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From Laird Nelson <ljnel...@gmail.com>
Subject Re: Web services deployment example?
Date Tue, 14 Apr 2009 15:52:31 GMT
On Sat, Apr 11, 2009 at 2:00 PM, David Blevins <david.blevins@visi.com>wrote:

> @Local doesn't work either for the same reasons as @Remote.


OK.  One last small-brained question.

In the simple-webservice example that ships with OpenEJB 3.1, the interface
(CalculatorWs) is annotated with @WebService (and nothing else), and the
implementation (CalculatorImpl) is annotated *both *with @Stateless *and *
@WebService, and implements CalculatorWs.  The associated test passes (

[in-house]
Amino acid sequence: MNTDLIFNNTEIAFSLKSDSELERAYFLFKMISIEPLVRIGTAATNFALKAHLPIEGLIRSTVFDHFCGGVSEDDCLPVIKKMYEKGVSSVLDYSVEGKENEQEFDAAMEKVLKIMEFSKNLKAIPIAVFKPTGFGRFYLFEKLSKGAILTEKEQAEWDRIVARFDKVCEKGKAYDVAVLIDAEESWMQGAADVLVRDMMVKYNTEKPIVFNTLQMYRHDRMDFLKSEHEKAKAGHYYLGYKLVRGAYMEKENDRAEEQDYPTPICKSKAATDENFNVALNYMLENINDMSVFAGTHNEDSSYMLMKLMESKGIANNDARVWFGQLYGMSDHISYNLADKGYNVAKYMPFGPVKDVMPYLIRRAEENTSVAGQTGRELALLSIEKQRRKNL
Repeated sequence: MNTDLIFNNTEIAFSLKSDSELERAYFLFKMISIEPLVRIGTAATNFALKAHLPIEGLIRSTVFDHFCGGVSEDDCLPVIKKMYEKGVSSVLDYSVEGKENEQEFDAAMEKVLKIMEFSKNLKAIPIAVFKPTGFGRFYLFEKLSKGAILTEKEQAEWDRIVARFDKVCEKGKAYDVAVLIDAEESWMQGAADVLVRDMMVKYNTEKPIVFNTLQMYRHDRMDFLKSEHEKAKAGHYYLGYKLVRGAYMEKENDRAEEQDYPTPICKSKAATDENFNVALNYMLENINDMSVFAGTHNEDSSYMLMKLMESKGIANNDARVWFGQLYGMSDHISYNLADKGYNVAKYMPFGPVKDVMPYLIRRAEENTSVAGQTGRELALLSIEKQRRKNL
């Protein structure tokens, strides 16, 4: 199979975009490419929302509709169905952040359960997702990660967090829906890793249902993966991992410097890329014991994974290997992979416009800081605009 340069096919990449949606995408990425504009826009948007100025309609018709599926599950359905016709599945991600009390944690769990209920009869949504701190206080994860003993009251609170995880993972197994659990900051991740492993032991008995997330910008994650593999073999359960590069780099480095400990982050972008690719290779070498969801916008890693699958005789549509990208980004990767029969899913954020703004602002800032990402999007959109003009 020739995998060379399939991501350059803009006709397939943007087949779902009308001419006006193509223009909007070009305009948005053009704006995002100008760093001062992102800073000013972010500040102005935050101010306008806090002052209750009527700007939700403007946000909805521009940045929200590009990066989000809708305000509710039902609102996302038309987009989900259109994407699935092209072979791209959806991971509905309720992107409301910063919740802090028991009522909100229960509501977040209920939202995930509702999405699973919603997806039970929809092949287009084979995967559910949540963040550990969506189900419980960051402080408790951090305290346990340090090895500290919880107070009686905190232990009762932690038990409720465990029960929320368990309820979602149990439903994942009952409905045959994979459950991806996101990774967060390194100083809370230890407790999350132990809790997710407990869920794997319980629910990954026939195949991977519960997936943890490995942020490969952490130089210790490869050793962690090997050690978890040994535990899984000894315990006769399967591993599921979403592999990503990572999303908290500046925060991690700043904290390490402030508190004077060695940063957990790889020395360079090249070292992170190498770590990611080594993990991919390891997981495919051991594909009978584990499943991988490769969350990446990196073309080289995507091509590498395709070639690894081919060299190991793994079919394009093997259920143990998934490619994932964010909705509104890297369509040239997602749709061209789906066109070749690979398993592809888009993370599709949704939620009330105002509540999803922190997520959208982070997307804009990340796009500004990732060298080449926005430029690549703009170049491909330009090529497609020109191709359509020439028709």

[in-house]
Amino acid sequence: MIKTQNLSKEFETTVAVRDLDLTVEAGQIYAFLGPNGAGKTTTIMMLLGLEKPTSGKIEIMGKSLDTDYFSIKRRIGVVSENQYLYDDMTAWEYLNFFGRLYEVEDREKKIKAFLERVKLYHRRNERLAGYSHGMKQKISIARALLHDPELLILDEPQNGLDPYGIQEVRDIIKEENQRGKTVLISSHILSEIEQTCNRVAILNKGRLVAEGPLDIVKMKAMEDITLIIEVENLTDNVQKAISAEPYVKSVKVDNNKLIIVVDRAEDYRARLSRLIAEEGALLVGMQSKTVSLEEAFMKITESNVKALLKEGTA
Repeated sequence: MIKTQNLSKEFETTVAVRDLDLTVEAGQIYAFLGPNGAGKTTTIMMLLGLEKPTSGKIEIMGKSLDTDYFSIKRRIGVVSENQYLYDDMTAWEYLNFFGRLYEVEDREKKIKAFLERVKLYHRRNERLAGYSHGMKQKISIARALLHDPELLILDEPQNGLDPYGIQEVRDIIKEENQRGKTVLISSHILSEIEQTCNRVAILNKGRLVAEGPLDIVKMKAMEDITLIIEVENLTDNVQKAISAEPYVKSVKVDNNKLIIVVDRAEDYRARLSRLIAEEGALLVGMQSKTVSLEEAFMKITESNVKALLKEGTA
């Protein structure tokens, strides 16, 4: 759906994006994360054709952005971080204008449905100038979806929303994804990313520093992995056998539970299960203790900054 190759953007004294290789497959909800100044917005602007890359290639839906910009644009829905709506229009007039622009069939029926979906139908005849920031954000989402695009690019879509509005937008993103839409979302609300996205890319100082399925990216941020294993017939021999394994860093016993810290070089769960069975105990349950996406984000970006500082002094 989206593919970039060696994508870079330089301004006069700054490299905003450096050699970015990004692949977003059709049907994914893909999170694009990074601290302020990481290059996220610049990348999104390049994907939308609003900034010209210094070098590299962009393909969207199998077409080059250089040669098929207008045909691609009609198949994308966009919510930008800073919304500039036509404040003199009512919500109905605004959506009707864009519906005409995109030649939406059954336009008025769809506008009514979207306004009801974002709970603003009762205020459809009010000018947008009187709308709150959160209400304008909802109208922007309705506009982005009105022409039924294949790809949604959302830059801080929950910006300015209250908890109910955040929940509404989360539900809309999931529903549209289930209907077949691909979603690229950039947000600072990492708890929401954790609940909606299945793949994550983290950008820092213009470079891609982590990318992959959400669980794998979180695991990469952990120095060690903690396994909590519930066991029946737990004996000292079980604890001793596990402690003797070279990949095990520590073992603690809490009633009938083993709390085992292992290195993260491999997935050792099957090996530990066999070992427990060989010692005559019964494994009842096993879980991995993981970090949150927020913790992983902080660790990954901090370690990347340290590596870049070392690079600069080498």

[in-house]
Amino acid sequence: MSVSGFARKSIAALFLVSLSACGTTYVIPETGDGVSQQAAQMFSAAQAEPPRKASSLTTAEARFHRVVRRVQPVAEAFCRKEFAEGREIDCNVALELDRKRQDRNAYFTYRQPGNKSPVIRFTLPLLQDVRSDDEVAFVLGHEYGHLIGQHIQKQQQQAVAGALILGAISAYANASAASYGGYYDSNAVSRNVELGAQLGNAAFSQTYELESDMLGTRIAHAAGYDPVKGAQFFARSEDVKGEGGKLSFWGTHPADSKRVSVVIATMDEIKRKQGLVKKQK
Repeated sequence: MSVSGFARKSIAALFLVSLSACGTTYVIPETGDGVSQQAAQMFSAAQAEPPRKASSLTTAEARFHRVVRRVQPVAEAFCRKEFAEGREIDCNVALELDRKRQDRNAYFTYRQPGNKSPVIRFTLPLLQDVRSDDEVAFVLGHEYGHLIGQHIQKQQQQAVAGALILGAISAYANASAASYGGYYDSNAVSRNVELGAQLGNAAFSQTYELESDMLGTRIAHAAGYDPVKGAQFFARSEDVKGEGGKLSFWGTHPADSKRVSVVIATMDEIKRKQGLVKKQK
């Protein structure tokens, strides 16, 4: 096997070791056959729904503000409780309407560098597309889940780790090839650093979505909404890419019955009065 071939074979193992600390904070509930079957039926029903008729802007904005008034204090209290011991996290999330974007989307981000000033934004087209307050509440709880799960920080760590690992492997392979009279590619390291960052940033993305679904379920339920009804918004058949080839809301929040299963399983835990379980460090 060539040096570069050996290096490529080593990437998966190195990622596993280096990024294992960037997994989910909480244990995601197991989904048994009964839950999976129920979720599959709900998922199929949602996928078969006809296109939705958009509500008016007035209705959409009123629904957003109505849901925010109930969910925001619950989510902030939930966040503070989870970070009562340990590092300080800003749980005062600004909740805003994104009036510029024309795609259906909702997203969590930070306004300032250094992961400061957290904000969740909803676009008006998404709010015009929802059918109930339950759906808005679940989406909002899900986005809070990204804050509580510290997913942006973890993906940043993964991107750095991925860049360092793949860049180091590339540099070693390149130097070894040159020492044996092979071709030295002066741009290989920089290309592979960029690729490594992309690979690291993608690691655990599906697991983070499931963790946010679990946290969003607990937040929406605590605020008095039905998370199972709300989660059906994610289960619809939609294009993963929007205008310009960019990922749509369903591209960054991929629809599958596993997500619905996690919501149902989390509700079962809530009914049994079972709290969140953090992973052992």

CalculatorTest)--and it only tests the web service functionality, not the
EJB functionality.

It's my understanding that in EJB 3.0 if you don't explicitly mark any
business interface as being either @Remote or @Local, it defaults to @Local,
so if you did nothing other than mark the implementation class as @Stateless,
you would be implicitly "marking" the interface as @Local.

And *that* would be tantamount to "marking" the interface as both @Local and
@WebService.

>From these conversations, I would expect that if I were to add a test to
CalculatorTest.java that attempted to locate the "CalculatorImplLocal" bean
in JNDI, either that lookup would fail or an invocation on the
resulting CalculatorWs
interface would fail.  Is this correct?

If it *is* correct, why is the CalculatorImpl class in that example marked
as @Stateless (in addition to @WebService), since I can't see any way (from
our discussions) that any test written against the EJB interfaces could
pass?

Thanks,
Laird

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